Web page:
But not all of the forest suffered equally: crown-fire areas, where the flames jumped from treetop to treetop, burnt hotter than others and show more severe damage. Ground-fire areas burnt spottily, while other places were only lightly toasted. Some pockets were not touched by flames at all. Yet each of these places shows a welcome resurgence of life.
>> a foot-tall aspen regrowing in the shelter of a charred ponderosa trunk (Photoshopped edit, A.Shock photo)
Although Ponderosa pines appear to be hard hit in many places, aspen trees and firs growing alongside them often seem to have sustained less damage. In addition, 2012’s snowmelt and spring rains provided most areas with a green carpet of grass, re-sprouted shrubs, and young trees. Elk cows trail gangly calves, and busy Barn swallows, Hermit thrushes and Brewer’s blackbirds have bug-filled beaks, carrying food back to their nestling broods. A pair of Bald eagles has built a nest in the woods crowning a peninsula of a popular fishing lake: a joyful reason for an area closure, unlike the parts of the forest still closed to recreation because of severe fire damage.
<< watercolor sketch of small aspen that survived the fire (A.Shock)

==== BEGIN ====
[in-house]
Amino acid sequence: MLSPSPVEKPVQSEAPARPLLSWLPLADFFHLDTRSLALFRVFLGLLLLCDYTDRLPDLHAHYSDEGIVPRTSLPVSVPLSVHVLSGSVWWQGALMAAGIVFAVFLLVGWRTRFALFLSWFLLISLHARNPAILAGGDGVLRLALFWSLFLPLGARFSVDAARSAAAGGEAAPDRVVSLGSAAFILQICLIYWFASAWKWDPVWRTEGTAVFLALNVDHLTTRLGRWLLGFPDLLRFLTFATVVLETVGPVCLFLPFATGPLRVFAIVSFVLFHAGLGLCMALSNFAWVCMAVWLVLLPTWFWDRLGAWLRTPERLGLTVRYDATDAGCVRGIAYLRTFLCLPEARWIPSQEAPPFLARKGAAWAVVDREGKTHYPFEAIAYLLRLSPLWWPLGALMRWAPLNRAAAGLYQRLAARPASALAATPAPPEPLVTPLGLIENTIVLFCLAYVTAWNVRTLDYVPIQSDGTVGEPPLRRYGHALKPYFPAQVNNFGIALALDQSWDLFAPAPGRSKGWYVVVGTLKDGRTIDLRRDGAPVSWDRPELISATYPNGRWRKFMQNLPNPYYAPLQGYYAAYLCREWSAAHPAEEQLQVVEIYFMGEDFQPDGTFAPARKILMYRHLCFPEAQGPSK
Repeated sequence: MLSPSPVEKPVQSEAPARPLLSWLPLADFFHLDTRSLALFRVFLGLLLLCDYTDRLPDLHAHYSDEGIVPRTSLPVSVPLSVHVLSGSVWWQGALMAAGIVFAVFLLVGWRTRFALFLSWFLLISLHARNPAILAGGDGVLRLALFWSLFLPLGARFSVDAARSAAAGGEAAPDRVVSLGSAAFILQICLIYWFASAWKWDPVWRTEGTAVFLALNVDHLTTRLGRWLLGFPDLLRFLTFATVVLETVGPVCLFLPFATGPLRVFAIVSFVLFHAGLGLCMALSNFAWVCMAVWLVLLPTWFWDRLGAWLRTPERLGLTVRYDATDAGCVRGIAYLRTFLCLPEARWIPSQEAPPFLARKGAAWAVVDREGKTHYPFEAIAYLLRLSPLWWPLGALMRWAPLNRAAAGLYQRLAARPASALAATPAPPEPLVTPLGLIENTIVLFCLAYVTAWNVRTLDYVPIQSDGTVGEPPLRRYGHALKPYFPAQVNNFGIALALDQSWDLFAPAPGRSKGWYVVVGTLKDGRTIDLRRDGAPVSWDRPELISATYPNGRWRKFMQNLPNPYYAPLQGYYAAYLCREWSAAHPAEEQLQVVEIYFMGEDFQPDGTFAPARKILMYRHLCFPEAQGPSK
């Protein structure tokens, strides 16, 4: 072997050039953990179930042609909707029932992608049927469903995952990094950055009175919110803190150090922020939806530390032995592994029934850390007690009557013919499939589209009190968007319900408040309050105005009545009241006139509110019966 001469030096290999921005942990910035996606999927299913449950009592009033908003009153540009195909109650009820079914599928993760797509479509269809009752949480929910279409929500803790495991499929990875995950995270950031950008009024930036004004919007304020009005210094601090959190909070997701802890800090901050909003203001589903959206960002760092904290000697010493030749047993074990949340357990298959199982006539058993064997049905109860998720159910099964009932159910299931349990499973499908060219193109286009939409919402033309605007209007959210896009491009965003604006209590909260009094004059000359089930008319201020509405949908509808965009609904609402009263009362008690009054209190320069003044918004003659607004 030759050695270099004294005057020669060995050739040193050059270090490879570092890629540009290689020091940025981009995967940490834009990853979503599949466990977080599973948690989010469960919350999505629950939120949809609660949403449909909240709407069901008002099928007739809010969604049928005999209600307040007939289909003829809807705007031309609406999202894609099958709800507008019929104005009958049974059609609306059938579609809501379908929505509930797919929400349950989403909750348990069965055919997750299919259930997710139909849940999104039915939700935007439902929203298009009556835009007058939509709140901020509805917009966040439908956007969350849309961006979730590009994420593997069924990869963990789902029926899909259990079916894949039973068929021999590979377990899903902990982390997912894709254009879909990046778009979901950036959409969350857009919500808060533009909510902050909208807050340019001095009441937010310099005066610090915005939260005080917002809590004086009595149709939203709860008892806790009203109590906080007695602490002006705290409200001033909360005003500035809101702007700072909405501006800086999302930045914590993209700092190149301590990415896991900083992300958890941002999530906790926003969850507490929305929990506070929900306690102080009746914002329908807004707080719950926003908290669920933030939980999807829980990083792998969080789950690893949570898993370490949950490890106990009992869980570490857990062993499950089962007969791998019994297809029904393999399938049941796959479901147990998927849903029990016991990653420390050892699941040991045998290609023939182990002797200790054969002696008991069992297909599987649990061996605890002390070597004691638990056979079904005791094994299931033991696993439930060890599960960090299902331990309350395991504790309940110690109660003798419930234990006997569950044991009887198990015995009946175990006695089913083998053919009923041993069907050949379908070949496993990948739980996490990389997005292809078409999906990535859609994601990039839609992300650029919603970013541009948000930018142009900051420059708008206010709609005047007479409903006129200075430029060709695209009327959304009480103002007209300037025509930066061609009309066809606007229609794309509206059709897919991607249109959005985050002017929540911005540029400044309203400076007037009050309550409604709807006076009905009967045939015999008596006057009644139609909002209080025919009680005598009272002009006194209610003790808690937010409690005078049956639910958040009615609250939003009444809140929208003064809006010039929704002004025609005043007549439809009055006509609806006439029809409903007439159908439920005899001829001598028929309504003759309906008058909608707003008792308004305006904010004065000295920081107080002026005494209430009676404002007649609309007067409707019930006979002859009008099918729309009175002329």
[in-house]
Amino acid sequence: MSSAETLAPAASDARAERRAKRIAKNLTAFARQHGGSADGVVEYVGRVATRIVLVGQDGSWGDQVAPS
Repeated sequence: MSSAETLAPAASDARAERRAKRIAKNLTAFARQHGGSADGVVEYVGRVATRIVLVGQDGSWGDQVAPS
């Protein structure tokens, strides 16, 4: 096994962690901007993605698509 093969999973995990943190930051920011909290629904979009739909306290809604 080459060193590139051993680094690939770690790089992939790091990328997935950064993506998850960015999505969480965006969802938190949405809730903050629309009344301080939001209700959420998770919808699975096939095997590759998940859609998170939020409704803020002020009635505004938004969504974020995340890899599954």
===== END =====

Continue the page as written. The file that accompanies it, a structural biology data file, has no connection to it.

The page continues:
The flame-colored sky in the background of the top image is reminiscent of the fires that swept through the area last year. But it’s just a mid-June sunset glowing behind the aspens and Ponderosa pines where we camped. Ironically, the blazing sunset is caused by smoke particles in the air, wafting from wildfires currently burning in Arizona and New Mexico — the Poco fire near Young, AZ, and the enormous, lightning-caused Whitewater-Baldy Fire in New Mexico’s Gila National Forest , now classed as the largest fire in the history of that state.
An outcrop in a high treeless field, slightly moister than the flat ground around it, sheltered ferns and flowers: golden columbine, and clusters of wild iris. The columbine was just starting, but the iris was spent, each stalk bearing a papery brown remainder of spring. All but this late blossom, which was still blue against the lichen spotted boulder. I’m glad we stopped — it would have been easy to just keep going. (photo A.Shock)
Low desert mornings are beautiful in May and June, the air still cool and crisp before the slight sogginess of monsoon season sets in later in the summer. The real desert is even cooler, but here in our corner of Phoenix there is enough open saguaro-y space in nearby Papago Park and few enough lawns in the ‘hood to maintain a deserty feel in the air.
Sunrise this morning was prime, overseen by a waning gibbous moon still high in the sky, and I wandered into the back garden early to see who was around. I found a pair of complementary blooms: a passion flower winding up a sunflower — sunrise and moonset together on a garden scale.